10/24/2012 01:08 pm ET Updated Dec 06, 2017

7 Tips: The Dos and Don'ts of Toxic Friendships

Our Lady of Weight Loss, the patron saint of permanent fat removal, received an email from one of her "devotees," Mary Beth from KC, Mo., who wanted to know how to deal with the people in her life who were sabotaging her weight-loss efforts.

OLofWL asked me to share both the email from Mary Beth as well as OLofWL's thoughts on toxic friendships with you, so I am.

Dear OLofWL,

A few weeks ago, based on something I read in one of your books or in one of your blog posts (forgive me, I'm not sure where), I started to notice which people in my life have a negative effect on my weight-loss efforts.

One friend in particular has repeatedly told me that I'm never going to reach my goals (weight loss or otherwise). I've asked her to stop, but whenever I point out that she's undermining my attempts to move forward in life, she makes light of the situation and basically tells me that I'm too sensitive.

We've been friends for a long time. On the one hand, I am tempted to cut her out of my life completely, but on the other hand that feels a bit harsh. Want to do? Any thoughts on toxic friends?

-- Mary Beth C., KC, Mo.

Dear Mary Beth C., KC, Mo.,

Based on your friend's inability to hear you and "own" her unsupportive comments, I am going to venture a guess and suggest that she is stuck in her own restrictive point of view, unable to see beyond her own struggles and challenges.

Negative people often do slow us down and drain our energy, as well as create stress and anxiety, none of which is useful or helpful. What to do? Here are a few thoughts on:

Seven Tips: The Dos and Don'ts of Toxic Friendships

1. Do Not Give Them a Piece of Your Mind. When people -- particularly friends and/or family members -- are unsupportive, it really ticks us off because we understandably have expectations as to how they are going to show up in our lives.

Telling someone off, giving them a piece of your mind is a very bad idea because it is negative in its own right. I rarely use absolutes like "never" and/or "always," but in this case it is appropriate. The recipient of your negativity will never see it your way. They will defend their position. You will defend your position.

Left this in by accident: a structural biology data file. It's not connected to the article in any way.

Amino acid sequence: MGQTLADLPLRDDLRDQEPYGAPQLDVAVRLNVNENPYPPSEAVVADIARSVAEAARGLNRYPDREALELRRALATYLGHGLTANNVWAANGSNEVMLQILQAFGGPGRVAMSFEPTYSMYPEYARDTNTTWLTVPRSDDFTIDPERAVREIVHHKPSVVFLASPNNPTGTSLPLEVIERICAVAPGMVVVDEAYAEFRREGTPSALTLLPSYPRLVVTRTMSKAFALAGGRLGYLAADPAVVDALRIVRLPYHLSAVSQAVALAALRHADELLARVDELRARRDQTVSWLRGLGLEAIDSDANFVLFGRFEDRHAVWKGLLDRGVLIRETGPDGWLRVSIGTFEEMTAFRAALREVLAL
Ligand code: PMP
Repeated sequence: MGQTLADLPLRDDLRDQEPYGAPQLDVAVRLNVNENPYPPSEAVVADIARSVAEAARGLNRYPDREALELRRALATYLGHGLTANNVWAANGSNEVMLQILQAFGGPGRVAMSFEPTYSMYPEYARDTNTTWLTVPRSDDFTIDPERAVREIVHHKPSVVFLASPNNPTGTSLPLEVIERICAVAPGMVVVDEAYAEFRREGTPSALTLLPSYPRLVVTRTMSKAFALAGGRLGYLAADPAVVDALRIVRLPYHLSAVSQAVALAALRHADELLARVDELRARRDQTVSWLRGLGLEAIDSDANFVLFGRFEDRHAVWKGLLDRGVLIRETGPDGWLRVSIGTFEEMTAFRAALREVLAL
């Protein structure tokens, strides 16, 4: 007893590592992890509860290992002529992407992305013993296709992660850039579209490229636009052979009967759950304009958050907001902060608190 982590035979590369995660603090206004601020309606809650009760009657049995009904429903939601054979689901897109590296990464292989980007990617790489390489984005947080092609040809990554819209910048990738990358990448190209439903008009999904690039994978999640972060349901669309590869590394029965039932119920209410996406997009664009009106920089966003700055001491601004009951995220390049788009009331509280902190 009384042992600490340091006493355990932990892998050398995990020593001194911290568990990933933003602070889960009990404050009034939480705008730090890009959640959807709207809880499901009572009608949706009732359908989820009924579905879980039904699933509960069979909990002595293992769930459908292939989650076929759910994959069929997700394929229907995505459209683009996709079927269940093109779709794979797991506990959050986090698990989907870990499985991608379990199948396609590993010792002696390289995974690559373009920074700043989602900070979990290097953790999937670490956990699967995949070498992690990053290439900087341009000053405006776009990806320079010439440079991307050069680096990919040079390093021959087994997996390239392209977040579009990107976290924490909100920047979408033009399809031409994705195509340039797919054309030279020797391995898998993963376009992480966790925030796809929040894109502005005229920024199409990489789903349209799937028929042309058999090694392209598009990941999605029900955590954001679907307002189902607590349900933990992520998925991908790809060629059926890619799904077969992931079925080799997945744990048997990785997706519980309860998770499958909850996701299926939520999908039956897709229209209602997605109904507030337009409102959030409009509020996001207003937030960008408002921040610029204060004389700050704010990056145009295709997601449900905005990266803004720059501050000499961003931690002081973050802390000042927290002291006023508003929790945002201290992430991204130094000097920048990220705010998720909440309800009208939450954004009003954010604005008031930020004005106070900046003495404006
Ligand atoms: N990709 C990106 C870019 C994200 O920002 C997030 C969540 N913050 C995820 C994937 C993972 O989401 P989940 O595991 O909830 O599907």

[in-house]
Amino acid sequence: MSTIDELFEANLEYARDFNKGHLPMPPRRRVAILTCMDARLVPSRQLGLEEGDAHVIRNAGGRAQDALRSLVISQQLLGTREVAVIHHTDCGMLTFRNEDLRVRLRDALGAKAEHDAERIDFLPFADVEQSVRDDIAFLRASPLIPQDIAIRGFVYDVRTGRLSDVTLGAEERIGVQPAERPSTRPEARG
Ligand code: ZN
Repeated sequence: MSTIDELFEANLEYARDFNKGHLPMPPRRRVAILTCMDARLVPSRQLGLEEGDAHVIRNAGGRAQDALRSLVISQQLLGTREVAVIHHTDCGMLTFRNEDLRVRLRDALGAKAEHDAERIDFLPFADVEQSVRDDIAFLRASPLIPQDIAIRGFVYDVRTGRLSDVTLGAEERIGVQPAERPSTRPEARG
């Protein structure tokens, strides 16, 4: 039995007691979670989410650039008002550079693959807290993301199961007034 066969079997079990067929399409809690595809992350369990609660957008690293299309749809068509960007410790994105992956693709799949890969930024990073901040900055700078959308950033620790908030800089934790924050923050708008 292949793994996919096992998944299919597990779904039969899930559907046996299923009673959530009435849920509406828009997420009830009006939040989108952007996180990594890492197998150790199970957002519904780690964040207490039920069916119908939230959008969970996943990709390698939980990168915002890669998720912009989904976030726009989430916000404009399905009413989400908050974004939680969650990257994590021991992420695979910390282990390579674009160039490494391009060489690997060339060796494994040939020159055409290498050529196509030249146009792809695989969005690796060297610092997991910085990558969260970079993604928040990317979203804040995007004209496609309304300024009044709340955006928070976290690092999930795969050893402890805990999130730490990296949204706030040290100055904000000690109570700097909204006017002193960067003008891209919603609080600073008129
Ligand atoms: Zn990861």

2. Do Feel Your Upset. To be clear, I am not suggesting that you do not feel your upset, your anger, and/or your frustration and disappointment. Breathe into it, feel it, and release it. This will allow you to come from a place of clarity.

3. Do Create Boundaries. You can either with love in your heart slowly but surely let the person go, or you can limit the time you spend together.

In these modern times, we are blessed with caller ID, which means that you do not have to pick up every phone call. Nor do you have to accept every invitation. If you do choose to get together with this person, tell them that you can meet from, say, 2:00 p.m. to 3:30 p.m. for tea at a certain café that serves fruit. You decide where -- a place that supports your healthy living goals; you decide the amount of time that feels okay for you.

4. Do Not Apologize or Justify Your Actions. You simply do not have to explain yourself. Please take that in on a cellular level and henceforth, when you find yourself launching into your "reasons" why you can "only" spend one hour together, or why you are choosing a fruity location... Stop midstream. Again, there is no need to, you don't have to justify or explain yourself away.

5. Do Be Open to Healing. Each and every one of us is traveling on our unique paths, which are circuitous in nature. You just never know when your friend (or relative) is going to have an "aha," mind-changing moment. To be clear, that does not mean that you have to keep them in your life as you once did, but you can "hold a space for healing."

6. Do Not Feel Guilty. You are a good person, a kind person, and you need to be your own best friend; in fact, you need to be your own good mother. You are not dumping your friend, you are not abandoning your friend; you are simply letting go of the current state of friendship, as you hold a space for change. Guilty is heavy; let it go.

7. Do Seek Positarians. Positarians are people who may not have much in common with the exception of their positive mindset about life. But, hey, that's enough, isn't it?

The best way to find the positarians is to keep an eye and ear open, and when you hear someone saying things like "good morning" with great enthusiasm, or when you see someone finding the most positive way of negotiating life in the face of obstacles, know that you have stumbled upon a positiarian.

Positiarians are lovers of life, and their goal is to spread the happy word. (NOT the icing! Sound familiar?) They look at the bright side, and they are gifted at finding silver linings.

I hope that provides enough to chew on, Mary Beth (and any and all who are reading this) to give yourself permission to let go of the toxic people in your life -- either by letting them go entirely or greatly limiting your interaction with them.

Spread the word... NOT the Icing,
Our Lady of Weight Loss

For more by Janice Taylor, click here.

For more on conscious relationships, click here.

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